For the most part, however, operators have marketed to the small- and medium-size business (SMB) segment of the overall potential market. It's understandable: Most of cable's infrastructure is in residential neighborhoods, where small businesses are concentrated. Operators, being human, have largely stayed with a familiar and comfortable set of technologies -- and where they could make pretty good money with relatively easy competition. Additionally, compared to larger enterprises, SMBs are a relatively accepting customer base.
Some operators -- such as Cox, Bright House and Cablevision's Optimum Lightpath -- offer sophisticated fiber services. That remains the exception rather than the rule, however, and there is little industry standardization on approaches to advanced fiber services.
That is beginning to change as the industry rallies around the nascent DOCSIS Provisioning of EPON (DPoE) standard. These efforts are on the fast track. There was an interoperability event in January and, according to Curtis Knittle, CableLabs' director of digital video services, others slated for May and August. In addition, during the week of Feb. 14, the consortium held a meeting in Tampa, FL, to move the ball forward on the DPoE 2.0.
The technical demands and challenges of moving up to the big leagues are significant, however. Mannix O'Connor, director of marketing for Hitachi Communication Technologies of America, reports that the industry has been working on the issue for quite some time. It was officially taken over by CableLabs around the time of Cable-Tec Expo in New Orleans in October last year.
At this point, experts say, some of the most exacting and demanding services needed by corporate users are still beyond the capabilities of EPON (which of course stands for Ethernet passive optical networks). Even exempting these most demanding services, a large potential customer base exists.
That's the good news. The challenge is that provisioning and servicing EPON using cable's existing DOCSIS structure will require the industry to meet several challenges.
The first is to work out a way for DOCSIS to dip into and work harmoniously with other standards, most notably those written by the Metro Ethernet Forum.
The details of the challenge are complex, but it is conceptually straightforward. O'Connor says EPON today generally uses the management information base (MIB) database structure, while DOCSIS uses the type length variable (TLV) approach. The databases hold myriad instructions on how to do things such as count packets received and count bad packets and good packets. CableLabs is going through the process of enabling the databases to work together.
Another challenge for CableLabs and those working with it is to create an ongoing testing regime for interoperability between hardware and software from different vendors. This is old hat for cable vendors, but may be new for vendors more accustomed to life in the telco world. The telephone industry tends to create closed ecosystems that differ between carriers. While the underlying standards can be the same, the management details differ enough to make full interoperability between the different ecosystems impossible.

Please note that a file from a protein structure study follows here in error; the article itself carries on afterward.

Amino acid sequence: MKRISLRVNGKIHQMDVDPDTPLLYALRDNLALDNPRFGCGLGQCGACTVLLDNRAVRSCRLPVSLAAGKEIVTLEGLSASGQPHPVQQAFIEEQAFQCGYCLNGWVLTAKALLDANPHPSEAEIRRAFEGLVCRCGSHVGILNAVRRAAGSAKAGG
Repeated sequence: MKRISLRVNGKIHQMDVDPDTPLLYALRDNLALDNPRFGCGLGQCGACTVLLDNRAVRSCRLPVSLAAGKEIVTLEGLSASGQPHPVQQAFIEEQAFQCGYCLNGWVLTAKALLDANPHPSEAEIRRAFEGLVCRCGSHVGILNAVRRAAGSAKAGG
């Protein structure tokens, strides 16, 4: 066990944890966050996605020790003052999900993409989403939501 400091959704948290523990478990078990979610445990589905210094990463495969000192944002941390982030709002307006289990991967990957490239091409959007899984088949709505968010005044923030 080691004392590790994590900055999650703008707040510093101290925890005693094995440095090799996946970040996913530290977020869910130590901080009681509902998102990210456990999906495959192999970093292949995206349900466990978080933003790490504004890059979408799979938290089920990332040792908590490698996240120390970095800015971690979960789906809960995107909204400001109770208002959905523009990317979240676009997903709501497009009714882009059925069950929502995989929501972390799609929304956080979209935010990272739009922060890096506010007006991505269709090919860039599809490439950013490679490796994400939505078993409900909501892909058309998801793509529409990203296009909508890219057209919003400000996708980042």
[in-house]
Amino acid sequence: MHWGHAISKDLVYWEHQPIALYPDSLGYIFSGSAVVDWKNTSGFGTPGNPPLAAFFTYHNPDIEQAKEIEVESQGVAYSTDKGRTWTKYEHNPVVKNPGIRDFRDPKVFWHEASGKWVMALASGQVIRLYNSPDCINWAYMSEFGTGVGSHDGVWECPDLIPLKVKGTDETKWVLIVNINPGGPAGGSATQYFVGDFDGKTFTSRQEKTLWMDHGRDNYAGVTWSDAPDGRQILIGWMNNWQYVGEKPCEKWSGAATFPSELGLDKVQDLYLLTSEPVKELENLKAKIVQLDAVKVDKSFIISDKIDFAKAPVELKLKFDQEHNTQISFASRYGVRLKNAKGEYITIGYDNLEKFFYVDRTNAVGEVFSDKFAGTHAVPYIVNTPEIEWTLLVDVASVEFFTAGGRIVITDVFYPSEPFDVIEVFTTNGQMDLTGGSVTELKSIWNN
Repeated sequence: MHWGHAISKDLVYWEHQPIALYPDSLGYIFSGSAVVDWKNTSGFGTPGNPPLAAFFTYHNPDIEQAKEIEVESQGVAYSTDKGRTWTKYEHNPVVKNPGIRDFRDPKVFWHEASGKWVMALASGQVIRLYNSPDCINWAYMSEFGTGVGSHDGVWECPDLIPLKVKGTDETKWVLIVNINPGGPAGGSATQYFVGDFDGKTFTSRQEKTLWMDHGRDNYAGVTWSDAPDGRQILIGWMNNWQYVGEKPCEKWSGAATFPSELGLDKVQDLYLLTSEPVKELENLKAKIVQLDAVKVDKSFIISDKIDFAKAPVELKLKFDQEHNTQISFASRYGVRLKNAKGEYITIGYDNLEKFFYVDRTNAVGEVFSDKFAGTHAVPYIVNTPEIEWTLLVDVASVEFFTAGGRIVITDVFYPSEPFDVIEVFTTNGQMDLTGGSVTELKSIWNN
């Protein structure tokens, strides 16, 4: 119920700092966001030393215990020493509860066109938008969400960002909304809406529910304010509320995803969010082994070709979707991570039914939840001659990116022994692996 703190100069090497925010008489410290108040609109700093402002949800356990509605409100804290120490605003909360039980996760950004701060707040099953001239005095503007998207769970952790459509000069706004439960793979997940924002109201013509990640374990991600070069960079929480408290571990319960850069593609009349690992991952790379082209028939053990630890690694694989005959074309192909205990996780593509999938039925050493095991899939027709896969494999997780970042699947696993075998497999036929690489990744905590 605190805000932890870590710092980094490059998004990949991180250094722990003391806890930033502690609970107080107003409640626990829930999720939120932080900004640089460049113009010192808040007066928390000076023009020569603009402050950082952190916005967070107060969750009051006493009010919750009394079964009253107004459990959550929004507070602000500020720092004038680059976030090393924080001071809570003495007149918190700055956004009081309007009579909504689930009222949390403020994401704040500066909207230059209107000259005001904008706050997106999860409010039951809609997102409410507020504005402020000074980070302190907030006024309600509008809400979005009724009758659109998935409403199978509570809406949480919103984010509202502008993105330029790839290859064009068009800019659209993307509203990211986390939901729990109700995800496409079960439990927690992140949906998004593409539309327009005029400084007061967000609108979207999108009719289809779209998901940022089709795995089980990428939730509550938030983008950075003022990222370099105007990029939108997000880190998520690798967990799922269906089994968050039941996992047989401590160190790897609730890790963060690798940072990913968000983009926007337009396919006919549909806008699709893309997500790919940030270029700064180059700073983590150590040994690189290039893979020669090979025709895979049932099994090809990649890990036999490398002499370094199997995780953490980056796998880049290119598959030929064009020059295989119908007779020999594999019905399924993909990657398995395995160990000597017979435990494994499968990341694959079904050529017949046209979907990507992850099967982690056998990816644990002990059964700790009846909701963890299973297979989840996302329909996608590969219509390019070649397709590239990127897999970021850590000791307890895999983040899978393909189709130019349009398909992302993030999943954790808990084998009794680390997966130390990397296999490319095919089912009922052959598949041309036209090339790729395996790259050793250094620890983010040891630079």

Finally, the players must add elements to the DOCSIS management layer to enable it to perform demanding tasks that are necessary in business environments but not required in the residential services arena. They simultaneously aim to simplify the management layer as much as possible by removing elements of DOCSIS that aren't needed in a business environment, such as channel bonding.
Enterprise-level business services clearly are more demanding than residential or SMB services. For cable operators to compete against established fiber carriers, exacting demands of service level agreements (SLAs) must be fulfilled. The meeting on Feb. 17 was aimed at higher level functions.
"We are verifying how fault management functions are deployed," reports Zeev Draer, VP of marketing for MRV Communications, a vendor of optical products. He says questions involve determining the appropriate allowable level of latency, how it is measured, how to measure frame loss and availability, and other issues that are vital in high-demand business environments.
Dealing with SLAs
In the residential environment, outages result in grumbling and perhaps a day's credit. In the business world, they mean breached SLAs, penalties and, ultimately, sullied reputations. That means that sophisticated systems designed to nip problems in the bud must be included. "The assumption is that if you see significant loss, you need to trigger critical alarms to the NOC and provide the right measurement in order to [confront issues] even before the customer knows that there could be a problem," Draer says.
The bottom line is that DPoE is a demanding transition. "Business services can be different than residential services," notes Paul Runcy, Broadcom's product line manager for DOCSIS Mediation Layer (DML) Software for DPoE. "They include MEF-type services, e-private line, VPN services and others. Business customers have different requirements than residential customers."
The cable industry is well positioned in the higher end of the commercial services business. The bottom line, however, is that it won't be easy.
Carl Weinschenk is a reporter at BTR. Reach him at firstname.lastname@example.org.